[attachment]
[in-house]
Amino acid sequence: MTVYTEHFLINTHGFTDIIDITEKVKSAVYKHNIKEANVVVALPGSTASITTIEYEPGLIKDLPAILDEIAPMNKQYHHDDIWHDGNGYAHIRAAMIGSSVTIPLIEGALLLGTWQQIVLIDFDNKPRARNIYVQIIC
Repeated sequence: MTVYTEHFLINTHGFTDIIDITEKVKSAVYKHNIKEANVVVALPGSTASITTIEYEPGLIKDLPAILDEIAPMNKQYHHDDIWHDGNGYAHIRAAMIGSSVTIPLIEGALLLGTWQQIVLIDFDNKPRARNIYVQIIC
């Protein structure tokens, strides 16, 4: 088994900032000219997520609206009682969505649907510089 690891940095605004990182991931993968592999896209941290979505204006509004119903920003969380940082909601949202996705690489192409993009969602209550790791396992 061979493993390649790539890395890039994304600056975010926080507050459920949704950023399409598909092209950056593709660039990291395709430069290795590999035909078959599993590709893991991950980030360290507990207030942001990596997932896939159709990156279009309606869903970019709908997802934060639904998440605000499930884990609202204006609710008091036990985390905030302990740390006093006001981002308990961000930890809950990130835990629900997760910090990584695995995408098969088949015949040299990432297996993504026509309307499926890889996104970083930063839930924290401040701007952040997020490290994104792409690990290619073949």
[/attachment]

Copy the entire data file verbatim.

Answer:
[in-house]
Amino acid sequence: MTVYTEHFLINTHGFTDIIDITEKVKSAVYKHNIKEANVVVALPGSTASITTIEYEPGLIKDLPAILDEIAPMNKQYHHDDIWHDGNGYAHIRAAMIGSSVTIPLIEGALLLGTWQQIVLIDFDNKPRARNIYVQIIC
Repeated sequence: MTVYTEHFLINTHGFTDIIDITEKVKSAVYKHNIKEANVVVALPGSTASITTIEYEPGLIKDLPAILDEIAPMNKQYHHDDIWHDGNGYAHIRAAMIGSSVTIPLIEGALLLGTWQQIVLIDFDNKPRARNIYVQIIC
């Protein structure tokens, strides 16, 4: 088994900032000219997520609206009682969505649907510089 690891940095605004990182991931993968592999896209941290979505204006509004119903920003969380940082909601949202996705690489192409993009969602209550790791396992 061979493993390649790539890395890039994304600056975010926080507050459920949704950023399409598909092209950056593709660039990291395709430069290795590999035909078959599993590709893991991950980030360290507990207030942001990596997932896939159709990156279009309606869903970019709908997802934060639904998440605000499930884990609202204006609710008091036990985390905030302990740390006093006001981002308990961000930890809950990130835990629900997760910090990584695995995408098969088949015949040299990432297996993504026509309307499926890889996104970083930063839930924290401040701007952040997020490290994104792409690990290619073949």